Why did you build the controller?
We wanted to explore what we thought would be a fun idea: taking a relatively simple game and plugging it into a plausibly complex controller that might be used to control the game's systems if it were real life (or at least good Sci-Fi).
Who built it, and when and where was the first exhibition?
The concept for the game was dreamed up by Patrick Dinnen and Droqen. Early on we got some valuable input from Jonathan Guberman, David Bouchard, Aesthetec, Superbrothers and others (see Superbrothers' brilliant concept drawing for the control panel):
Mostly when it came to the building side of things the hardware was handled by Patrick and the game development by Droqen.
We showed Analog Defender first in 2011 at an event hosted by TIFF. Along with the Hand Eye Society, they put together the Peripherals Initiative, pairing indie game devs with hardware hacker types and providing support to see what they'd come up with.
Speaking of this hacker pairing, can you expand on that?
Indie game folks and hardware hacker types have a fair amount of overlap in outlook - they like tinkering with new ideas and don't want to be told what's interesting or possible by 'the man'. Yet they have quite different sets of skills and inspirations so the possibilities that come out of working together can be pretty interesting and novel.
Buttons, knobs, and jacks... have these existed in game hardware ever?
An early inspiration was Illucia, which makes Analog Defender's panel look simple. It isn't exactly a game, but it has game-ish elements.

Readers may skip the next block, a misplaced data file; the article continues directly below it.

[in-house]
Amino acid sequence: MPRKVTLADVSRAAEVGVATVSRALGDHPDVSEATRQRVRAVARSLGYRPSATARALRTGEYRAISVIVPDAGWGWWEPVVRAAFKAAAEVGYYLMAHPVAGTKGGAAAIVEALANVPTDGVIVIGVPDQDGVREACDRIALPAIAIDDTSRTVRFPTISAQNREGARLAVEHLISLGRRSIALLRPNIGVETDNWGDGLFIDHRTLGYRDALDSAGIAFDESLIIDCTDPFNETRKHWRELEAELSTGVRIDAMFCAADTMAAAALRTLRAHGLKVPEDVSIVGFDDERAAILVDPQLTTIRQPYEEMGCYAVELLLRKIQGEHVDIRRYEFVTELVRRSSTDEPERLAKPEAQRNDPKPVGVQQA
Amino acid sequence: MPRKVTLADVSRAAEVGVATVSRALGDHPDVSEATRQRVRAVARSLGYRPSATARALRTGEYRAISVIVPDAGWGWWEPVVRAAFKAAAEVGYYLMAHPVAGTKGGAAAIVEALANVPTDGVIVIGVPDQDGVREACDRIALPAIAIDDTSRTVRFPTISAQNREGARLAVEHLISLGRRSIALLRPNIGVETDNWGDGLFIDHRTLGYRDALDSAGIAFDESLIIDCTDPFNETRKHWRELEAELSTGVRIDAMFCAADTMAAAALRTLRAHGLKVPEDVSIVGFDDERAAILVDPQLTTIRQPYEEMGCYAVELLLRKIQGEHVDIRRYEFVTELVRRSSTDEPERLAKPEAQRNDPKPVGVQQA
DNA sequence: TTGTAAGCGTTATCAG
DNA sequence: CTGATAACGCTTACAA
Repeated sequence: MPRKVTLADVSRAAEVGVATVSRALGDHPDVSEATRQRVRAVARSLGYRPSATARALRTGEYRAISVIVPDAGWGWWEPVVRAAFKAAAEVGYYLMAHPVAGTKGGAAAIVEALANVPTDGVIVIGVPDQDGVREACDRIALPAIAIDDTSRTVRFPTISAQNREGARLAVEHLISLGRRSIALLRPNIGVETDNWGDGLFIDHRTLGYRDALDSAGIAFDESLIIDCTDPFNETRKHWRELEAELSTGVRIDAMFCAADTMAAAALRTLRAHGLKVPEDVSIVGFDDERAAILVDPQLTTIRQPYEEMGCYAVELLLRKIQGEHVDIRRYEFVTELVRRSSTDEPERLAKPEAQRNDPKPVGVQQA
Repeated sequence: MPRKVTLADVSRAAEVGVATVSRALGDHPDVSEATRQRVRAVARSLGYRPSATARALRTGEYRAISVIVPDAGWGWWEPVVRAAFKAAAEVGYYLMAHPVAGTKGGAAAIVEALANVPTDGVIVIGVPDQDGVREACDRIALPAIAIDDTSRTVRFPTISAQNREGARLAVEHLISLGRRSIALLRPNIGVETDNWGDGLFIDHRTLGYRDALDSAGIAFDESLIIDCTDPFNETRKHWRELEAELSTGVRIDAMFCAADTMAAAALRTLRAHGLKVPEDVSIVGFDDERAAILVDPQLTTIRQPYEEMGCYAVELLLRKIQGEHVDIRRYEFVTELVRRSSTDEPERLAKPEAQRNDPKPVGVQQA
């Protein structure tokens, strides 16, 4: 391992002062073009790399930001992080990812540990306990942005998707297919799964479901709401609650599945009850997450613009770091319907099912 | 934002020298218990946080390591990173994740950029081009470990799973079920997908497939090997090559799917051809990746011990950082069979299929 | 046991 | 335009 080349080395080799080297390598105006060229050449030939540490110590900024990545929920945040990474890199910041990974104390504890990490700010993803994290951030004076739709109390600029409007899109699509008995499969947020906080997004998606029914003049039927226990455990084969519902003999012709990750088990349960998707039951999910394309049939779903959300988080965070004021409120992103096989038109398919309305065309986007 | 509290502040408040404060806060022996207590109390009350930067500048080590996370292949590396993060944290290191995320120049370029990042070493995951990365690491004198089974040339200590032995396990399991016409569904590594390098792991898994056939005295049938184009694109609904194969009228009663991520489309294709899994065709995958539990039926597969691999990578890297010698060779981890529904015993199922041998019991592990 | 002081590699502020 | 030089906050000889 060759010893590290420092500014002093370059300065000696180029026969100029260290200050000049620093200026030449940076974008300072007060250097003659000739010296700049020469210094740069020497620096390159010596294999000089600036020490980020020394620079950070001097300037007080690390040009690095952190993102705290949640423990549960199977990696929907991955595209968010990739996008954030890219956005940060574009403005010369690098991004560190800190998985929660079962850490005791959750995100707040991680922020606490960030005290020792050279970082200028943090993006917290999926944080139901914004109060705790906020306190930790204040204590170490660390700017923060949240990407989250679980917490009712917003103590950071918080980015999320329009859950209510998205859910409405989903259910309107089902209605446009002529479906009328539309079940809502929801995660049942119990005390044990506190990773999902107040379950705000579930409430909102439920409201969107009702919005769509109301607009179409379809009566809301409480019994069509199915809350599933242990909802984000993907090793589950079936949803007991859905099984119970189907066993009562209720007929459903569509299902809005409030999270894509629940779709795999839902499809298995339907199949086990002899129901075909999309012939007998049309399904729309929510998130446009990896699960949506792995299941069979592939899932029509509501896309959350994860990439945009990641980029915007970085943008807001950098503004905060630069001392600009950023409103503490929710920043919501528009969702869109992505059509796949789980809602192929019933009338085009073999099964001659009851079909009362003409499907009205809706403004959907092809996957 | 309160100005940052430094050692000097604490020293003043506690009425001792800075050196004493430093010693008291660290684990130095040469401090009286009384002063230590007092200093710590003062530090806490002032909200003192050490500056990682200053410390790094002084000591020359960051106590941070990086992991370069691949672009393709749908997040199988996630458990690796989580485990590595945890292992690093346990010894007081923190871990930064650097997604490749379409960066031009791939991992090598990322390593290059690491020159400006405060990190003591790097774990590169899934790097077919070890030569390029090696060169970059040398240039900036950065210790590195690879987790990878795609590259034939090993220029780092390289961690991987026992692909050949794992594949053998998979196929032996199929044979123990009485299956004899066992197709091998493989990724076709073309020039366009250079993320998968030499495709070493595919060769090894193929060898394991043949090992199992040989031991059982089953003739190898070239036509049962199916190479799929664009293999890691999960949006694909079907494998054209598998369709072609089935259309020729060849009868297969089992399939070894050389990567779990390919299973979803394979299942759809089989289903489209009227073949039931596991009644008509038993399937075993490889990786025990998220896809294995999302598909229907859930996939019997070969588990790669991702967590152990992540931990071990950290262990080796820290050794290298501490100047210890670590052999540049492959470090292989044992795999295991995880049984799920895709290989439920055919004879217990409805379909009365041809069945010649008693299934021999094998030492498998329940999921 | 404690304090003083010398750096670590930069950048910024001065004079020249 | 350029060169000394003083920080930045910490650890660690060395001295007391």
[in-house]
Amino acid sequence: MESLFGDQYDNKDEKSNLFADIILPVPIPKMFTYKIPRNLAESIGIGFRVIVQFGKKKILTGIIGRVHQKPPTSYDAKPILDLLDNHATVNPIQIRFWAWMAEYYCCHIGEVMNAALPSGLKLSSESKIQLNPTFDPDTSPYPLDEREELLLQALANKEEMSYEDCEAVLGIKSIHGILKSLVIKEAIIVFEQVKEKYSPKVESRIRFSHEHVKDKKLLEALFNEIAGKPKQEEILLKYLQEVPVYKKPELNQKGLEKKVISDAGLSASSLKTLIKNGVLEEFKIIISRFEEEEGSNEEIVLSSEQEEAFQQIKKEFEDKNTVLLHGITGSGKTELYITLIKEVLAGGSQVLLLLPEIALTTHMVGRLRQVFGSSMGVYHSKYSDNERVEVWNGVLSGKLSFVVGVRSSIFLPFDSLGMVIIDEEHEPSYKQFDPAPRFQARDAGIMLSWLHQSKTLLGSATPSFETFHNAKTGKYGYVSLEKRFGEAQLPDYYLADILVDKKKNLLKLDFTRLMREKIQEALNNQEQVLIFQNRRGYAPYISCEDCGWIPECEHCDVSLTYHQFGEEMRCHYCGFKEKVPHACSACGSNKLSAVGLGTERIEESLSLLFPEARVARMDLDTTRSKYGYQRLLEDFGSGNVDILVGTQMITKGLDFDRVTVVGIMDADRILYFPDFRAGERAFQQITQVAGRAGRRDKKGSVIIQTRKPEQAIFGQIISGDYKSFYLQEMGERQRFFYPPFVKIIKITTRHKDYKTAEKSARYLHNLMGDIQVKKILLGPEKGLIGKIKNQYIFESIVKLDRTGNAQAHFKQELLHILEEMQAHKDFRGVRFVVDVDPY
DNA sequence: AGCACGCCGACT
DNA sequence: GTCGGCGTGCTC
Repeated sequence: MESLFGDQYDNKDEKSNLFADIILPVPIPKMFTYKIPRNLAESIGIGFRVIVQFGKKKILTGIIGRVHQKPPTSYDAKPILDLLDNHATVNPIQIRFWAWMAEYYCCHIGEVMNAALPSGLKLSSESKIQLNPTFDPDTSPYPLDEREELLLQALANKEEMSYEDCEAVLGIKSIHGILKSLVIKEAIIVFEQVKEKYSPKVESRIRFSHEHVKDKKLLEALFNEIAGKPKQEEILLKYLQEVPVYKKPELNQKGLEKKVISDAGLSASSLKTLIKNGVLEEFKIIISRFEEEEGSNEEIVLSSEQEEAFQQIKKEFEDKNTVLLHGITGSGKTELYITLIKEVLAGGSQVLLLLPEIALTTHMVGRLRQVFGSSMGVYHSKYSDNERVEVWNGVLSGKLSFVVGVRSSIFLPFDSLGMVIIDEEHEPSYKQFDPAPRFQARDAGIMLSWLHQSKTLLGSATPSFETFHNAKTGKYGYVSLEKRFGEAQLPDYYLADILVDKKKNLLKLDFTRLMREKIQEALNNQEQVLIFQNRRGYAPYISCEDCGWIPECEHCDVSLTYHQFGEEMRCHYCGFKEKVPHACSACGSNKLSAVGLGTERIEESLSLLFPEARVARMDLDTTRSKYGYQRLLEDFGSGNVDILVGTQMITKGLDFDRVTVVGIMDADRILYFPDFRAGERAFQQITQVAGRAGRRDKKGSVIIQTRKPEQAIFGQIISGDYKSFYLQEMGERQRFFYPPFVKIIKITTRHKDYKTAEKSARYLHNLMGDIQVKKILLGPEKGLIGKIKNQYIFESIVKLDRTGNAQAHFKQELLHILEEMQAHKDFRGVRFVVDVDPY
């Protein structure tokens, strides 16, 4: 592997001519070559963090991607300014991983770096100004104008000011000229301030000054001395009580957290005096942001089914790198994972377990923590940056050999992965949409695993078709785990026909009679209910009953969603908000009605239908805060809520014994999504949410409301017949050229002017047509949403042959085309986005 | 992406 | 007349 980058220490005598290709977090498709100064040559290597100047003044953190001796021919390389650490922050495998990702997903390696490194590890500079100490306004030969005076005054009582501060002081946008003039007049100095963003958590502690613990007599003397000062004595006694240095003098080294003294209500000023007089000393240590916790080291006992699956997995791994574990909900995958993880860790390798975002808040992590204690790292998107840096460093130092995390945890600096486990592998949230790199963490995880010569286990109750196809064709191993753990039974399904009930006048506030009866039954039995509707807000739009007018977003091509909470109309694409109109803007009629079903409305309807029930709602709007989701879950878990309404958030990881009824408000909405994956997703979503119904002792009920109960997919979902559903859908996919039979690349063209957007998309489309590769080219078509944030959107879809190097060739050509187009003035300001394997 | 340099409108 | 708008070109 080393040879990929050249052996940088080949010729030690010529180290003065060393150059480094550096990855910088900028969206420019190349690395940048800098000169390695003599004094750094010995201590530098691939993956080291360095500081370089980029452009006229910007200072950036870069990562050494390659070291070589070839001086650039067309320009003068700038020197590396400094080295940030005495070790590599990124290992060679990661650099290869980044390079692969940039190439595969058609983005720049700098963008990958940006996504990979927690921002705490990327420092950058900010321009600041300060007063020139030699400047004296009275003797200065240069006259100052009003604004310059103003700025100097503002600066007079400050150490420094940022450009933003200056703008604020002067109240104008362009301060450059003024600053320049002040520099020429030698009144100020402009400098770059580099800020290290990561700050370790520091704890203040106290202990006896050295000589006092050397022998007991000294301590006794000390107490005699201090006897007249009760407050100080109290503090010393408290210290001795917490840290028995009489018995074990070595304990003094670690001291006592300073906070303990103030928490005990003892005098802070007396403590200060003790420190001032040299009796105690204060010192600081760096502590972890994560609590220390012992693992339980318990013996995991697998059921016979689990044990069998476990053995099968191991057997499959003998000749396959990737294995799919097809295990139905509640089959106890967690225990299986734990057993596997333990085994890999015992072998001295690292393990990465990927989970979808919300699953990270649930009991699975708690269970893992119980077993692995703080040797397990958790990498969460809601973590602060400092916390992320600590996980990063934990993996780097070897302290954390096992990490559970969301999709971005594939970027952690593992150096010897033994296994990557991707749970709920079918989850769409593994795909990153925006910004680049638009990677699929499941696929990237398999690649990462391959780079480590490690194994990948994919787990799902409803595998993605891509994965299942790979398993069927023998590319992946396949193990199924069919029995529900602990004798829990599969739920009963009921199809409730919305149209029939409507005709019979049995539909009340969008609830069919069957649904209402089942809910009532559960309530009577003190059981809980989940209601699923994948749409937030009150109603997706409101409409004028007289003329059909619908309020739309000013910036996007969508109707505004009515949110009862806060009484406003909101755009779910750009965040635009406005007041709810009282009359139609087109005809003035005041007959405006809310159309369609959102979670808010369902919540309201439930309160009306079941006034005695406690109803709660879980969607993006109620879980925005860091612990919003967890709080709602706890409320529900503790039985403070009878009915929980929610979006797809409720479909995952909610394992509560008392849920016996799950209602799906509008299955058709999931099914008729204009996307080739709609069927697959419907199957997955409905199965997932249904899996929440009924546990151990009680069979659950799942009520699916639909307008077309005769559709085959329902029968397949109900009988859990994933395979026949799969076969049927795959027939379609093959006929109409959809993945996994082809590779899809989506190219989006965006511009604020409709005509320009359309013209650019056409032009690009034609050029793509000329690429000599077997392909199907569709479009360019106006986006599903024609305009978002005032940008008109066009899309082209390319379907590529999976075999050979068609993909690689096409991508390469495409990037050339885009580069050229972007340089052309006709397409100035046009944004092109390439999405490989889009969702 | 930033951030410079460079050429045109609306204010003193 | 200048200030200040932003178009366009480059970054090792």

Do you think the controller is limited to just this one game? If not, care to discuss some of the possible games you can make, and have made?
Nope, it isn't limited to the existing game. We're interested in exploring other games with the same inputs. We're both particularly fond of the idea of building a game that involves no exploding or slaughtering whatsoever. It'd be great to come up with a game that ties more tightly back to the controls, something that respects the analog synth roots of this thing.
What are your thoughts on the standard controllers for all current game systems?
They're fine. They have buttons and stuff. The last time Patrick spent any serious time with a console he was playing Katamari Damacy on the PS2, so his views on the subject may not be super valuable. Katamari Damacy is probably one of few games that uses the standard controller in a really interesting way!
Why is it important for the industry to highlight these hardware experiments?
Slow-moving giant that the industry is, it only gets a chance to perform its own hardware experiments occasionally and at great risk, while small independent groups have the freedom to do whatever they want. It's the same answer as it's ever been to this question, really: why pay attention to the unproven and the unpolished and the utterly miniscule? Because they might be treading new ground, and one of them might become your foundation.
Also perhaps, because of the recent mobile touchscreen trend, everyone needs a little reminder that touching physical stuff is awesome.